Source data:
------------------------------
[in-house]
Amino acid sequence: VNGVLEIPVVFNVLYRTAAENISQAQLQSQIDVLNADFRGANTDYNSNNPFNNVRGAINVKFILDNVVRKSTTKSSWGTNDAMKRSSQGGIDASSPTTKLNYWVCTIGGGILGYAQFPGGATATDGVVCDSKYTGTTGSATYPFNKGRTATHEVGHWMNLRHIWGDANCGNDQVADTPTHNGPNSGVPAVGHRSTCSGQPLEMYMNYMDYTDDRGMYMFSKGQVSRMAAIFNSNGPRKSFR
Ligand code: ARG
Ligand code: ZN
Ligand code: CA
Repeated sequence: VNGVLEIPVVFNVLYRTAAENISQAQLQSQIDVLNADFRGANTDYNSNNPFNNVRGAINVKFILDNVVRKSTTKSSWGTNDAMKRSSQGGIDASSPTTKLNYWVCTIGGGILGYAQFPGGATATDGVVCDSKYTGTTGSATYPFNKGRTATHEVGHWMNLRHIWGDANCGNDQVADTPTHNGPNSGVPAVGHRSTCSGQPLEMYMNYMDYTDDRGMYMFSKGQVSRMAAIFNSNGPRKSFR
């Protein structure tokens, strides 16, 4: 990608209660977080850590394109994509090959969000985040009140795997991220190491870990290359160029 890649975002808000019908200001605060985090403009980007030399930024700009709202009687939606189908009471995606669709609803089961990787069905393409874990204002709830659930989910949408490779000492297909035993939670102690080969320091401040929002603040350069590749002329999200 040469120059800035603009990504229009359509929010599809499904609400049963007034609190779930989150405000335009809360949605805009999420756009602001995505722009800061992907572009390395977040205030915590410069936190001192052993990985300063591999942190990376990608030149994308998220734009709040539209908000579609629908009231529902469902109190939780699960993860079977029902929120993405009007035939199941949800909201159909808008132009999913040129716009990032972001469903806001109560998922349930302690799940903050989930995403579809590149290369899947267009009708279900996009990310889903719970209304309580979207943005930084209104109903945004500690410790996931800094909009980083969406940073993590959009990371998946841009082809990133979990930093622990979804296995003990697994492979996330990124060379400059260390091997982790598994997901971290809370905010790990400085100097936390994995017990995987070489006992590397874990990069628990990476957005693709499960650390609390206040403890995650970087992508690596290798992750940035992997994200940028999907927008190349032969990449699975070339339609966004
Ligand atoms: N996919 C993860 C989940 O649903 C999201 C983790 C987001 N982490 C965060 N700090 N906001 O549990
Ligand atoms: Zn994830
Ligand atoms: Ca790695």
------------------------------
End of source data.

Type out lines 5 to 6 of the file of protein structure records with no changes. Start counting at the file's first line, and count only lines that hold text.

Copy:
Ligand code: CA
Repeated sequence: VNGVLEIPVVFNVLYRTAAENISQAQLQSQIDVLNADFRGANTDYNSNNPFNNVRGAINVKFILDNVVRKSTTKSSWGTNDAMKRSSQGGIDASSPTTKLNYWVCTIGGGILGYAQFPGGATATDGVVCDSKYTGTTGSATYPFNKGRTATHEVGHWMNLRHIWGDANCGNDQVADTPTHNGPNSGVPAVGHRSTCSGQPLEMYMNYMDYTDDRGMYMFSKGQVSRMAAIFNSNGPRKSFR